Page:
It is defined as fairness and generosity, but what do we mean when we apply the word ‘sporting’ to shots taken, asks Will Pocklington for Shooting Times
Definition of sporting
“I’d rather be sporting than just put stuff on the ground,” the end Gun muttered as the horn sounded and his neighbour’s old cocker bumbled over to where the first of her master’s redlegs lay dead. I was on the flank of the beating line, from where I’d watched Mr Mutterer leave anything below 40 yards high and struggle with the rest.
His fellow Gun had taken three partridges as they fizzed over energetically at half the height — all folded neatly and pickable. It got me thinking, what is the definition of sporting… and why do people’s perceptions of the term differ?
Pinning down a definition for all fieldsports without straying into the realms of vagueness is tricky, yet most of us seem able to decide whether or not something is ‘sporting’ in a split second. Or do we?
The Oxford English Dictionary interpretation is simple enough: “Fair and generous in one’s behaviour or treatment of others, especially in a contest.” But what does that mean in the context of shooting and other country pursuits?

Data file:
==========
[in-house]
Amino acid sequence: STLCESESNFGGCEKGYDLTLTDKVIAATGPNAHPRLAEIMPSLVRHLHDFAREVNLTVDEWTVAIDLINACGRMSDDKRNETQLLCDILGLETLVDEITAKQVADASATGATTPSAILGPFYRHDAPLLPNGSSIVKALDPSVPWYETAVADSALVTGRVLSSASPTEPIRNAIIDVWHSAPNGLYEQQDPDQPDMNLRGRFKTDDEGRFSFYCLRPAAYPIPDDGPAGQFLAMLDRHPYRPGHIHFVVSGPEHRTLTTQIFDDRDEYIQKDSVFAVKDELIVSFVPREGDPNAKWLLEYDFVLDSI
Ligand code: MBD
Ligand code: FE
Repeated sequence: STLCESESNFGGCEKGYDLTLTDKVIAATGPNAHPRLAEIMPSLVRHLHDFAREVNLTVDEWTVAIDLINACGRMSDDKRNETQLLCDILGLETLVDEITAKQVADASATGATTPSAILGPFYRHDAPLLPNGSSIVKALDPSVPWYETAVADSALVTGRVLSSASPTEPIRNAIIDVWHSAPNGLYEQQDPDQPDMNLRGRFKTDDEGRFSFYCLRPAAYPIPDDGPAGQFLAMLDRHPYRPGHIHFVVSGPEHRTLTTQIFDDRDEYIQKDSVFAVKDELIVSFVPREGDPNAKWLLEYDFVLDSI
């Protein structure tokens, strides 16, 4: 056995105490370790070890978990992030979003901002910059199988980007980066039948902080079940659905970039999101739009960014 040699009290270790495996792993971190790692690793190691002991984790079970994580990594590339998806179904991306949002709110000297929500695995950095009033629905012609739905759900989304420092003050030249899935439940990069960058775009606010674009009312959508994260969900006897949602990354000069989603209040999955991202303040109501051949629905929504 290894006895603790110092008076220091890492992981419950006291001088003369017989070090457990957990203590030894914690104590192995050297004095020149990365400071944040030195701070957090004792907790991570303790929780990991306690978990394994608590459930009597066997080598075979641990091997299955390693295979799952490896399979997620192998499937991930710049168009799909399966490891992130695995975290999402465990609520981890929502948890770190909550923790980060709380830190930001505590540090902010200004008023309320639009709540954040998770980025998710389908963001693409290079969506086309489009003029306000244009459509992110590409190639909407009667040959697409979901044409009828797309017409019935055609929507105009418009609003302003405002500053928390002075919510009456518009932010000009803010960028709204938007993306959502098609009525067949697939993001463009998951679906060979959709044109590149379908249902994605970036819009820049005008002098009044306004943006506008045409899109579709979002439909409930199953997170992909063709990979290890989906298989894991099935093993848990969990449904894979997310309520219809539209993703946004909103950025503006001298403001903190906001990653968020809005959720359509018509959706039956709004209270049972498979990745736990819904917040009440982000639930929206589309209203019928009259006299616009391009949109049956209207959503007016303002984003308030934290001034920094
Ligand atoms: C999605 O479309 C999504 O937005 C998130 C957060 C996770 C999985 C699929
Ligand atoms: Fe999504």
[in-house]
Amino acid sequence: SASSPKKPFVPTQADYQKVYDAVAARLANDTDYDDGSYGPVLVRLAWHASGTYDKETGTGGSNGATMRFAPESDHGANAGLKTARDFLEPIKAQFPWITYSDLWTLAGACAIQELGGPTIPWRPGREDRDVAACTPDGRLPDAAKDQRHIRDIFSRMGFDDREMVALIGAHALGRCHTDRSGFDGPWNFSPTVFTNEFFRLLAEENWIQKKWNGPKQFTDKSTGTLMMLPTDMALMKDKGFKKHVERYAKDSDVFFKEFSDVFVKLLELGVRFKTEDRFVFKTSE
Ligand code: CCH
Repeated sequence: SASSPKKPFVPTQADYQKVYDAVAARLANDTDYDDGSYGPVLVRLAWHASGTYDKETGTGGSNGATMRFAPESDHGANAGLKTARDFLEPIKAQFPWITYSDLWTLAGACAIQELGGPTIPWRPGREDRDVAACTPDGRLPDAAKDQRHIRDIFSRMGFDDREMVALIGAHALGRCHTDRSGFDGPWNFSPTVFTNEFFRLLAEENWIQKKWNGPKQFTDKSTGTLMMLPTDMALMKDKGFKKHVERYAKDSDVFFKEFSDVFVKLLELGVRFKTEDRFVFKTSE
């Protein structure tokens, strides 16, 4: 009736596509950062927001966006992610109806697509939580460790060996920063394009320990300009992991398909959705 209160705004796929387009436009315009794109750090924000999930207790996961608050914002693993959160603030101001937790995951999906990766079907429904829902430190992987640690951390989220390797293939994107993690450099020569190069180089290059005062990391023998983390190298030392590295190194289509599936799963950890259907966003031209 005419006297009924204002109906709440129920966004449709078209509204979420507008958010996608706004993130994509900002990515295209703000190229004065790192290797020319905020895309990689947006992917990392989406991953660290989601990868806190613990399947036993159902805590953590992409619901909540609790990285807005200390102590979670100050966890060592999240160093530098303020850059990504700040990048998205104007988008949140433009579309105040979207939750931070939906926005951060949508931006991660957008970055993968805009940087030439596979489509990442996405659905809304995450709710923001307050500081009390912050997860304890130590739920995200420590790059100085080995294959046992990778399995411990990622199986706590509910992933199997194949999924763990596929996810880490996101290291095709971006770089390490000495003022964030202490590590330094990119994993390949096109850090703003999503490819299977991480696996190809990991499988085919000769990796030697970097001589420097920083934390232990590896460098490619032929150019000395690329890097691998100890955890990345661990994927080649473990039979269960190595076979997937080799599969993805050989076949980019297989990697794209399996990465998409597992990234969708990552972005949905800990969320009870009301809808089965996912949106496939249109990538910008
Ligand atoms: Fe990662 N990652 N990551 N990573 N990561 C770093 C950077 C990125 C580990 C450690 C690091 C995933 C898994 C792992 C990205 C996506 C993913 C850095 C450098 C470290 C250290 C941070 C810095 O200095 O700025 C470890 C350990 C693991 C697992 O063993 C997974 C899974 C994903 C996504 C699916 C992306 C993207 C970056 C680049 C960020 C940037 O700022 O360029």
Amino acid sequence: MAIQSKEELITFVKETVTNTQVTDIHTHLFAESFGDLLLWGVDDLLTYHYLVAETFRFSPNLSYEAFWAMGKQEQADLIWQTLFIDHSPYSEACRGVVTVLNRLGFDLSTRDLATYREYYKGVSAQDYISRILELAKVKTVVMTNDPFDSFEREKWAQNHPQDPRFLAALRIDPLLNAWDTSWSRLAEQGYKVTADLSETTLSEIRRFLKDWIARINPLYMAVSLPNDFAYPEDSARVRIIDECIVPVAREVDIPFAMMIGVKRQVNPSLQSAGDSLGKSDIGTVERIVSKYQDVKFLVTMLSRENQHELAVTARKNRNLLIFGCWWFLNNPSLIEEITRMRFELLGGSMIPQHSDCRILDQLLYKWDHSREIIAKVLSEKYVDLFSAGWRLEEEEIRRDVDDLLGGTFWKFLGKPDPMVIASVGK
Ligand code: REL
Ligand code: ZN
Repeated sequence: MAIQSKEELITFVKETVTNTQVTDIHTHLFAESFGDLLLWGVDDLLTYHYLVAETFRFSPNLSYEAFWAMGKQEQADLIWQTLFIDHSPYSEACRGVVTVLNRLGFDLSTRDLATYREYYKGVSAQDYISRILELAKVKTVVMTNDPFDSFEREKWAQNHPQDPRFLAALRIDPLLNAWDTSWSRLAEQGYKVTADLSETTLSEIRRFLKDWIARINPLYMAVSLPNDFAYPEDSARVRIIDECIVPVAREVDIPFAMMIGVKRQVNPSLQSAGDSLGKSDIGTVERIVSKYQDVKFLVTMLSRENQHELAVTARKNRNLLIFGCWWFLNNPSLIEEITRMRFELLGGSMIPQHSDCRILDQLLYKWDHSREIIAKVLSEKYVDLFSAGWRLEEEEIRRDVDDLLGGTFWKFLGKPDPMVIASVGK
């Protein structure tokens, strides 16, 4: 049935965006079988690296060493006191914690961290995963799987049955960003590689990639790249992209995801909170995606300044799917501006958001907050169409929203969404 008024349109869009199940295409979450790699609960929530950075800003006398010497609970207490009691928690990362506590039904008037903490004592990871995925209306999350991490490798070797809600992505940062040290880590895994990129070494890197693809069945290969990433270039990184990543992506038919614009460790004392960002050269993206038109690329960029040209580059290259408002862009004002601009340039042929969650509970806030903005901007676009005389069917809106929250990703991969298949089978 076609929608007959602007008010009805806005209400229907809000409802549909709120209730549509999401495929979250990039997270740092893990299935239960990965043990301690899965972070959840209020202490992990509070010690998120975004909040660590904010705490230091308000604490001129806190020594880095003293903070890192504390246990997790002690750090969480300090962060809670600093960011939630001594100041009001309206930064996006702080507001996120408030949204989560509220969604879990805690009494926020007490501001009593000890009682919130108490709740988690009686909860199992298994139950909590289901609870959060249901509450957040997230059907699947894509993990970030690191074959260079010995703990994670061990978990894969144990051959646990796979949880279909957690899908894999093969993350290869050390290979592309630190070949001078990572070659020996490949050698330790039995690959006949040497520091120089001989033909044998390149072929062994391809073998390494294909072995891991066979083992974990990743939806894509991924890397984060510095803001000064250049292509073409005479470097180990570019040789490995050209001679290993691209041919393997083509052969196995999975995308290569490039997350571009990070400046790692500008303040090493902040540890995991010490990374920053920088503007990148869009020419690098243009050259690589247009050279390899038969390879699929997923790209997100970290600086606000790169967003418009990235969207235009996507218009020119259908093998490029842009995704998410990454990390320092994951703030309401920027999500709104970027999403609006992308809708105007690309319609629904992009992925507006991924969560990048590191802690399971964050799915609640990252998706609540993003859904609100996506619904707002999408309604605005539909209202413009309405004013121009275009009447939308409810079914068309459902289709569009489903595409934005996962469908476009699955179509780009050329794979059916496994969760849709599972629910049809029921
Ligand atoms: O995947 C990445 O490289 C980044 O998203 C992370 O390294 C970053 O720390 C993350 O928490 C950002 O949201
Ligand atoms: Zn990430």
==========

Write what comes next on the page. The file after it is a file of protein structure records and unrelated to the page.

I put the question to a few friends and asked them for their definition of sporting. While terms such as ‘fairness’, ‘level playing field’ and ‘hard-earned’ were thrown into the melting pot as expected, so too were factors such as personal skill level, familiarity with a place, weather conditions, the kit we use and the status of the quarry itself.
Might they have been overthinking it? It seems that deciding what is and isn’t sporting is more straightforward for some scenarios — and some people — than it is for others.
You could say that when we stand on a peg, faced with the sudden appearance of a quarry that is being driven towards us, the focus of the word relates mainly to the shot itself. Whereas a sporting situation on the foreshore, is just that: a situation in which many factors — the hostile conditions, the unpredictability, the knowledge required — combine to ensure the odds, really, are stacked in the opposite corner.
Perhaps that’s a little unfair. You might argue that even our pursuit of a sporting experience on a peg begins long before we’re anywhere near one. When booking a day’s driven shooting, we can do our research to establish how the birds have been managed on a shoot prior to the point they are cutting across the gunline. We can choose the time of year — October grouse or January pheasants, anyone?